Setting my gaze on things that last

By August 14, 2007 culture, faith No Comments

As I wrote of yesterday, I was recently on a visiting trip to Wisconsin where I had two personally challenging encounters with the Amish. I continue to ponder the plain and simple motto that would describe the Amish life.

One area I have romanticized in regard to the Amish life is the benefit the women have in “dressing plain.” Without the constant connection to the world’s notion of feminine beauty, these women are free to concern themselves with other areas, such as home, work, family, and the like.

I wonder how much time I would save if I were not so wrapped up in the world’s notion of outer beauty? The battle to hold my ground and to focus upon the eternal is a struggle. As the years go, this struggle is easier in some respects (I am more free to be myself), more difficult in others (now that I know myself better, I want my external facade to reflect what’s inside).

As a professional in the field of marketing communications, I am both fascinated and appalled by the messages sent about that shape our mindsets. I have slowly chewed on Can’t Buy My Love: How Advertising Changes the Way We Think and Feel by Jean Kilbourne. Kilbourne discusses the impact of various campaigns upon women and children especially. The section focusing on how women feel about themselves and their appearance had this quote from Joan Jacobs Brumberg’s The Body Project: An Intimate History of American Girls:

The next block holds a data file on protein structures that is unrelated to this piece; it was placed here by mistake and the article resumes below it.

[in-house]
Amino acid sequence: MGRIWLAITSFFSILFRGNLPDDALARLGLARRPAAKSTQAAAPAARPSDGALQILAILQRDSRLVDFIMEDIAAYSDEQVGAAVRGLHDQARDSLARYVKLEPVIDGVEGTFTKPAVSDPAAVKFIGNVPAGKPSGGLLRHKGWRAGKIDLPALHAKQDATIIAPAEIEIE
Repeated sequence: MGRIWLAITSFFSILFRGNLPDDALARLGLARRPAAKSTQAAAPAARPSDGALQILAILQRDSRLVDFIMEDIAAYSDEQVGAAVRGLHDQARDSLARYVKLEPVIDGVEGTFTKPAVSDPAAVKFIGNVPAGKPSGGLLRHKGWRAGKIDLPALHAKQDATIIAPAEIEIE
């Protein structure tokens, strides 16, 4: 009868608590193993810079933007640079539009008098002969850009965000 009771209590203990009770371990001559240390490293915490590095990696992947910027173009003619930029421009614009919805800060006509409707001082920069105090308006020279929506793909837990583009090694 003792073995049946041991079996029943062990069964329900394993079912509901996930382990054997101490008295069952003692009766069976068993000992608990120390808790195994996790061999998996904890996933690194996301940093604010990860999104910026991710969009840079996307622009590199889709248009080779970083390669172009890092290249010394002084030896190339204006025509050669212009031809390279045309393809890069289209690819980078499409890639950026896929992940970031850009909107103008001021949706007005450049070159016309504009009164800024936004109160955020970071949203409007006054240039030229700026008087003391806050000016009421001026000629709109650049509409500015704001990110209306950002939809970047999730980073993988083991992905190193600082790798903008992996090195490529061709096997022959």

When girls of the nineteenth century thought about ways to improve themselves, they almost always focused on their internal character and how it was reflected in outward behavior. In 1892, the personal agenda of an adolescent diarist read: “Resolved, not to talk about myself or feelings. To think before speaking. To work seriously. . . . To be dignified. Interest myself more in others.”

A century later, in the 1990s, American girls think very differently. In a New Year’s resolution written in 1982, a girl wrote: “I will try to make myself better in every way I possibly can with the help of my budget and baby-sitting money. I will lose weight, get new lenses, already got new haircut, good makeup, new clothes and accessories.”

(Here is another interesting article by Brumberg.)

The variance here is striking. And convicting, for my mind tends to stall out more than I want it to on the second set of concerns.

It may not be an appropriate conclusion, but I think the Amish life of simple and plain dress helps them to focus on that first set of concerns, the things of the heart and soul that are lasting and true. (I realize this cannot be assumed of all Amish women, but perhaps it is a general truth that less focus on the external provides more time and attention to the internal).

I love the language from the diarist of 1892, “Resolved . . .” How lovely, and how rare, to hear of anyone being resolved to develop better character. 

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